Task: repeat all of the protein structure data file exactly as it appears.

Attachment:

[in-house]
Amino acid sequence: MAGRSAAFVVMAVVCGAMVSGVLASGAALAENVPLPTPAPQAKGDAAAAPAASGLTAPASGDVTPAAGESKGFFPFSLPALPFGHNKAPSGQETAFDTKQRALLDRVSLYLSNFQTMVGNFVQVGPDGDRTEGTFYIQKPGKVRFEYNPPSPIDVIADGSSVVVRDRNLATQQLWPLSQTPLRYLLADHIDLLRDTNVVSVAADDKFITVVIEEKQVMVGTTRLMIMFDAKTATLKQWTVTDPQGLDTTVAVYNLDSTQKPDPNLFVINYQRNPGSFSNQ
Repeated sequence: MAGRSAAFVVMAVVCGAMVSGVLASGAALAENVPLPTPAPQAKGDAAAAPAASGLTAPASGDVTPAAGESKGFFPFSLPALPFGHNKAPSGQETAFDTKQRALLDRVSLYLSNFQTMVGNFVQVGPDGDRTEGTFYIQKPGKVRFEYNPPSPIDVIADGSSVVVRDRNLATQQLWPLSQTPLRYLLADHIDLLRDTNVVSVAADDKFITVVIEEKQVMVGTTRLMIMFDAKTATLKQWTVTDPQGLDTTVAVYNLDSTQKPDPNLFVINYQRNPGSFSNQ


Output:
[in-house]
Amino acid sequence: MAGRSAAFVVMAVVCGAMVSGVLASGAALAENVPLPTPAPQAKGDAAAAPAASGLTAPASGDVTPAAGESKGFFPFSLPALPFGHNKAPSGQETAFDTKQRALLDRVSLYLSNFQTMVGNFVQVGPDGDRTEGTFYIQKPGKVRFEYNPPSPIDVIADGSSVVVRDRNLATQQLWPLSQTPLRYLLADHIDLLRDTNVVSVAADDKFITVVIEEKQVMVGTTRLMIMFDAKTATLKQWTVTDPQGLDTTVAVYNLDSTQKPDPNLFVINYQRNPGSFSNQ
Repeated sequence: MAGRSAAFVVMAVVCGAMVSGVLASGAALAENVPLPTPAPQAKGDAAAAPAASGLTAPASGDVTPAAGESKGFFPFSLPALPFGHNKAPSGQETAFDTKQRALLDRVSLYLSNFQTMVGNFVQVGPDGDRTEGTFYIQKPGKVRFEYNPPSPIDVIADGSSVVVRDRNLATQQLWPLSQTPLRYLLADHIDLLRDTNVVSVAADDKFITVVIEEKQVMVGTTRLMIMFDAKTATLKQWTVTDPQGLDTTVAVYNLDSTQKPDPNLFVINYQRNPGSFSNQ